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Errors in the Use of Inhalers by Health Care Professionals: A Systematic Review

Published:January 17, 2018DOI:https://doi.org/10.1016/j.jaip.2017.12.032

      Background

      Inefficient inhaler technique (IT) compromises the optimal delivery of medication. However, the IT knowledge of health care professionals (HCPs) has received scant attention.

      Objective

      The objective of this study was to perform a systematic review of published reports assessing the IT proficiency of HCPs in using pressurized metered dose (pMDI) and dry powder (DPI) inhalers.

      Methods

      Studies published between 1975 and 2014 that directly assessed the IT skills of HCPs were selected according to predefined selection criteria.

      Results

      Data were extracted from 55 studies involving 6,304 HCPs who performed 9,996 tests to demonstrate their IT proficiency. Overall, the IT was considered correct in 15.5% of cases (95% confidence interval [CI], 12-19.3), decreasing over time from 20.5% (95% CI, 14.9-26.8) from the early period (defined as 1975-1995) to 10.8% (95% CI, 7.3-14.8) during the late period (1996-2014). The most common errors in the use of pMDIs were as follows: not breathing out completely before inhalation (75%; 95% CI, 56-90), lack of coordination (64%; 95% CI, 29-92), and postinhalation breath-hold (63%; 95% CI, 52-72). The most common errors using DPI were deficient preparation (89%; 95% CI, 82-95), not breathing out completely before inhalation (79%; 95% CI, 68-87), and no breath-hold (76%; 95% CI, 67-84).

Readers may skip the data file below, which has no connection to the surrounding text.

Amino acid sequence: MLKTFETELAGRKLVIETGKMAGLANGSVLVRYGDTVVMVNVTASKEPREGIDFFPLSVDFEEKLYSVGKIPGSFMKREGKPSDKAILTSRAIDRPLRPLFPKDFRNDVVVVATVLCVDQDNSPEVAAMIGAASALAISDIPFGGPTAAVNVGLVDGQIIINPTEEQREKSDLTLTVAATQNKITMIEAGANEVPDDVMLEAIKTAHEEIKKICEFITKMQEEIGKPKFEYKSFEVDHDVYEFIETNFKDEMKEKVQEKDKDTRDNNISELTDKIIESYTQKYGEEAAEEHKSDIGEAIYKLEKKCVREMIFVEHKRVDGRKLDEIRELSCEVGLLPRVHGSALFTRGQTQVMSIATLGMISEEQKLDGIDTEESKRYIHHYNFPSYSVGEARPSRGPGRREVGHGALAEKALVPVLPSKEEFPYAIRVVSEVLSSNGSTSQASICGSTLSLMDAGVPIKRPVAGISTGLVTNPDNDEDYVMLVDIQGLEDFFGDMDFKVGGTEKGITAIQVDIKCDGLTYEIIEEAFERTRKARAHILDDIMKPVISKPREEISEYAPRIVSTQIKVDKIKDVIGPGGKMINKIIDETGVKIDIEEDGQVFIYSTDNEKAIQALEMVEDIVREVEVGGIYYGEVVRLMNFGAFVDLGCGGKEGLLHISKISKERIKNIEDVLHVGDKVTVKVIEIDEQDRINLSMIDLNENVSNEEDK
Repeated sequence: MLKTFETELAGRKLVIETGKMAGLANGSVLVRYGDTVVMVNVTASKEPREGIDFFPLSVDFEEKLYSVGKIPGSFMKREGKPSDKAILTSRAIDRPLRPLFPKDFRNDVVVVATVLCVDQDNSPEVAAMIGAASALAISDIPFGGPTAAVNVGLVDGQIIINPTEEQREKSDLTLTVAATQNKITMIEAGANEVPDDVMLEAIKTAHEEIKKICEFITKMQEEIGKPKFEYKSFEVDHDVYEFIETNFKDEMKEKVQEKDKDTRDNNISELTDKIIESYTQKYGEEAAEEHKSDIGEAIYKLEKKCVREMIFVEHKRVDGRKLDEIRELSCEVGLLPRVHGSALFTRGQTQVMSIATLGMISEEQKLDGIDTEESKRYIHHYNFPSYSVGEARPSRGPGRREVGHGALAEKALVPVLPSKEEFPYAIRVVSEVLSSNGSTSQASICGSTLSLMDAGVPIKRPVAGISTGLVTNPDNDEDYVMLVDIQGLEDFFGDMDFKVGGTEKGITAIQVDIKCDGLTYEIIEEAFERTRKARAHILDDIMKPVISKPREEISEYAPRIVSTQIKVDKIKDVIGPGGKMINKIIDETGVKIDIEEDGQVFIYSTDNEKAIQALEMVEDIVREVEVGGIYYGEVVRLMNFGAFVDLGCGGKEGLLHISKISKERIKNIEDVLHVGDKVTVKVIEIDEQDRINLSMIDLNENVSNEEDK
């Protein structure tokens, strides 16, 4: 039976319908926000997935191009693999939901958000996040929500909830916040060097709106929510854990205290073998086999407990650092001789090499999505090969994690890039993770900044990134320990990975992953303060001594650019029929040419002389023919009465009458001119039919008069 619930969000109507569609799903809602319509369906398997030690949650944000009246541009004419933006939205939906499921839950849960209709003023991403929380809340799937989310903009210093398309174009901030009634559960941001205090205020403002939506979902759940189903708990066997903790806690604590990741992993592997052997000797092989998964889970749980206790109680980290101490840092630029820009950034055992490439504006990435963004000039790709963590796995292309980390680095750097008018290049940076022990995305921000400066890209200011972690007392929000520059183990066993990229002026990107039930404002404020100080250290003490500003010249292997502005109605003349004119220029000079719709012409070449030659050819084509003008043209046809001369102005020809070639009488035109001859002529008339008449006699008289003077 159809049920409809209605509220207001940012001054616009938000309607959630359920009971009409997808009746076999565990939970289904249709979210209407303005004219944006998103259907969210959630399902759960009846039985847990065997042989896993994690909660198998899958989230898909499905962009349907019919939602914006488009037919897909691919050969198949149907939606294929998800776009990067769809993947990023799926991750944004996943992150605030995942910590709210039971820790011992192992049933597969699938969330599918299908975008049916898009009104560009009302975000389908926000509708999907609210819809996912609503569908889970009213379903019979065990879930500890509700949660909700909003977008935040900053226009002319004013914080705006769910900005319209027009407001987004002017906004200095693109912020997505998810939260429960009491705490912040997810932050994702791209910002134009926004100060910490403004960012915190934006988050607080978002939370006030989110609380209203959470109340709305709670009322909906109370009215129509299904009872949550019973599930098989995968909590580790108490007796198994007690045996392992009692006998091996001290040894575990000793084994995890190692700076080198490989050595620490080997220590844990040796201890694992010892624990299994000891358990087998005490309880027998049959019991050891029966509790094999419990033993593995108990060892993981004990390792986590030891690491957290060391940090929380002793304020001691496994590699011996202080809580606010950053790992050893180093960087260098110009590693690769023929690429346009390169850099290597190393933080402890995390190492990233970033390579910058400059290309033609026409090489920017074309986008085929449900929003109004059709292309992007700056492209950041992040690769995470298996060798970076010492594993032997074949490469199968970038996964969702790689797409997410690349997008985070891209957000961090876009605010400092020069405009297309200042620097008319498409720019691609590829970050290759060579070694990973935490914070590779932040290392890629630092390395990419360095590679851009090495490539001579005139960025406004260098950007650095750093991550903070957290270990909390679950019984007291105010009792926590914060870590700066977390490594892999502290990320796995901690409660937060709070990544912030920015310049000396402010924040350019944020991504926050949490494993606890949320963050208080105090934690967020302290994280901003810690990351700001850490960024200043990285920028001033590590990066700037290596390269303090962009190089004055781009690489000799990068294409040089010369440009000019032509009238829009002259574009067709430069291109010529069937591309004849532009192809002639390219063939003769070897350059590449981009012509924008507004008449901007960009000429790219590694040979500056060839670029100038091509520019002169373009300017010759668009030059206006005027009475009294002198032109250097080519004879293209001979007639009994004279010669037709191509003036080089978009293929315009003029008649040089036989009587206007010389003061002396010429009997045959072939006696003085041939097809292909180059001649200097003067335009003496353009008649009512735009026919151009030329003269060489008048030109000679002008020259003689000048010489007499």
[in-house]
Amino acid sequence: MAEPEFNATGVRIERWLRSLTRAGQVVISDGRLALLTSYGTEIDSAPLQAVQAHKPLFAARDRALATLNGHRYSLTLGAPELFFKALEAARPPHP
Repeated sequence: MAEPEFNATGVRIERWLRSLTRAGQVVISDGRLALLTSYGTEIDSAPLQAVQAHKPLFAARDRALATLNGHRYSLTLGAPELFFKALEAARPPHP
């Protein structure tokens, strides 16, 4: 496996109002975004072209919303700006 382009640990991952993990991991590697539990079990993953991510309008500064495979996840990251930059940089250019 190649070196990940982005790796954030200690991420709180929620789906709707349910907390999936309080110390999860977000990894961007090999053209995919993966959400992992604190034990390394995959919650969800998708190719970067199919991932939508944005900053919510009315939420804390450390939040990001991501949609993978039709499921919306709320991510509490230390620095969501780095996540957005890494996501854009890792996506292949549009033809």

Conclusions

      HCPs demonstrated inadequate knowledge of the proper use of inhalers. The poor understanding of the correct use of these devices may prevent these professionals from being able to adequately assess and teach proper inhalation techniques to their patients.

      Key words

      Abbreviations used:

      CI (Confidence interval), COPD (Chronic obstructive pulmonary disease), DPI (Dry powder inhaler), HCP (Health care professional), I2 (Study heterogeneity), IC (Inhalation chamber), IT (Inhaler technique), MeSH (Medical subject heading), pMDI (Pressurized metered-dose inhaler), PRISMA (Preferred Reporting Items for Systematic Reviews and Meta-Analyses)
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